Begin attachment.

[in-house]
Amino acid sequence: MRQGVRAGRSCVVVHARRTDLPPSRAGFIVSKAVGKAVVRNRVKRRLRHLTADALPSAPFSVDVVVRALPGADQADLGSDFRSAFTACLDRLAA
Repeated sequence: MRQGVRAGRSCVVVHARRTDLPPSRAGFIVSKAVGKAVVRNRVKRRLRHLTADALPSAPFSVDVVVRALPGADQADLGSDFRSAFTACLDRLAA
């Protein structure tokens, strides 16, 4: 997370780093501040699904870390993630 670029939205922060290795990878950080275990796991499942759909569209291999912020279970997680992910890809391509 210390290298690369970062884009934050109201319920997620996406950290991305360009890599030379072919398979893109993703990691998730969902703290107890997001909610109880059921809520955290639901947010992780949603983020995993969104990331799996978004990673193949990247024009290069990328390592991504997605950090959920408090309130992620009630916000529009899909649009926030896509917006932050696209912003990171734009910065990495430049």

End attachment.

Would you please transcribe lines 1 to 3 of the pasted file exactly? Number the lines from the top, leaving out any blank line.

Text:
[in-house]
Amino acid sequence: MRQGVRAGRSCVVVHARRTDLPPSRAGFIVSKAVGKAVVRNRVKRRLRHLTADALPSAPFSVDVVVRALPGADQADLGSDFRSAFTACLDRLAA
Repeated sequence: MRQGVRAGRSCVVVHARRTDLPPSRAGFIVSKAVGKAVVRNRVKRRLRHLTADALPSAPFSVDVVVRALPGADQADLGSDFRSAFTACLDRLAA